There is increasing interest in blockchain technologies and their capabilities. Ongoing discussions have centered on how blockchain technology could change the currency of the world by addressing many challenges in the current financial systems at once (e.g., transaction speed, security, and removal of middle man). For example, non-fungible tokens (NFTs) are increasingly being used as a way to deploy valuable assets on public or hybrid blockchains. Moreover, blockchain technology is being used in many industries from supply chain management to the media and entertainment business. Naturally, there is interest in the capabilities of this technology in genomics as blockchain technology can establish verified and public proof of data ownership [5, 6]. However, no one has yet figured out how to store a large amount of data, such as the read stack observed in genome sequencing, in a blockchain. This is due to technical roadblocks posed by blockchain for large-scale data storage and analysis. In this study, for the first time, we implement an approach to store and analyze a genome in a blockchain.

Note, many up and coming biotech companies offer blockchain-based solutions for genomic data sharing (see Additional file 1 for more about these companies and blockchain technology). Because of the technical challenges related to storing genomes in a blockchain infrastructure, many blockchain genomics companies store the genomic data elsewhere, such as in Blockstack or the InterPlanetary File System (IPFS) [7, 8] and use blockchains as a log-keeping infrastructure (see Additional file 1 for more about the difference). In particular, IPFS is a decentralized file system that uses a distributed hash table for easy access to the shared files in an effort to create a resilient system for file storage and sharing.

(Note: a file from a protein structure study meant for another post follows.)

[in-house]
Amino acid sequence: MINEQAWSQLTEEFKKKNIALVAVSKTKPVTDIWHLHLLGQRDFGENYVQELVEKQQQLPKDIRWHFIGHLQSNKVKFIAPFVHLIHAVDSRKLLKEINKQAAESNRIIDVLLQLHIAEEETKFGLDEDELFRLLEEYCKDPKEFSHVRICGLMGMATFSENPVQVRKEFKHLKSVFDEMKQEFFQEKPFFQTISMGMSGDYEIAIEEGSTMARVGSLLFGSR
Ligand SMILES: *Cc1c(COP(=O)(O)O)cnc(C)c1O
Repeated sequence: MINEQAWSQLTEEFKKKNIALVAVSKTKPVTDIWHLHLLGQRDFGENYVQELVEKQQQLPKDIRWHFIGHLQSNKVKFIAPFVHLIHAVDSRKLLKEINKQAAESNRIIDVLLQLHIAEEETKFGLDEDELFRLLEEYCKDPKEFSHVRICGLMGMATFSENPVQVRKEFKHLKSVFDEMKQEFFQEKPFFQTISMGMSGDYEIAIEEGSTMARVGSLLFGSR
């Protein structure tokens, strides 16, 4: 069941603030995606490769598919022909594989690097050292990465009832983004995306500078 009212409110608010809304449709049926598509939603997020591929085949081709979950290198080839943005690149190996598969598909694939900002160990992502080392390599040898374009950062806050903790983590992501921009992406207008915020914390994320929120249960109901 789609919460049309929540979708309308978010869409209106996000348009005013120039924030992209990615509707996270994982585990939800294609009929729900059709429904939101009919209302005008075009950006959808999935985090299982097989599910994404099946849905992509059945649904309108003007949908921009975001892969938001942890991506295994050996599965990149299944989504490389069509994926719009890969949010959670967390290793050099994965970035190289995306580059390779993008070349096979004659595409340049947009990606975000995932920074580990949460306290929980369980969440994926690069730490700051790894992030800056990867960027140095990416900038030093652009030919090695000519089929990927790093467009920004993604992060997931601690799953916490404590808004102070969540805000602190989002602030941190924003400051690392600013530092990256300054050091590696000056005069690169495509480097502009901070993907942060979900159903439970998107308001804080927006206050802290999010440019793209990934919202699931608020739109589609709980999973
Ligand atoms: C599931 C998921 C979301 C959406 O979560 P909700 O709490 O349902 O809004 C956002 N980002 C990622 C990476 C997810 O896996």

The storage space and computational power required by blockchain is greater than a centralized database application due to the redundancy of storage and network verification protocols. The decentralized system also creates a higher latency (delay in data communication) during storage and retrieval of data. Additionally, transactions in the blockchain network require a cryptographic consensus verification, which makes them slow to publish data to the chain [9]. We propose that a carefully crafted private blockchain network can alleviate the problems related to both data ownership and control and technical difficulties. Moreover, it can maintain security and integrity of the data. As genomic data becomes increasingly integral to our understanding of human health and disease, its integrity and security must be a priority when providing solutions to storage and analysis. Corruption, change, or loss of personal genomes could create problems in patient care and research integrity in the future. An ideal implementation of personal genomic data storage would (1) protect from loss and manipulation, (2) provide appropriate access to clinicians and biomedical researchers, and (3) allow individuals control over their own genomic data. Private blockchains lack mathematical guarantees at the validation level, but still utilize the cryptographic safeguards and blockchain-specific data structures (e.g., Merkle trees) to make sure non-valid transactions are not added to the chain. Although proof-of-work is not used, transactions are verified using other consensus mechanisms. Private blockchain networks may be compared to distributed databases to illustrate their utility. Blockchain architecture has several advantages, as outlined by Kuo et al. [10]. Briefly, blockchain excels in decentralized database management, immutability (provided by the hash of a new block containing the information of the blocks that come before it), data provenance, robustness, security, and privacy. Additionally, a private blockchain may be converted into a consortium blockchain, in which consensus is controlled by a pre-selected set of nodes (i.e., proof of work in a limited way), further boosting its security.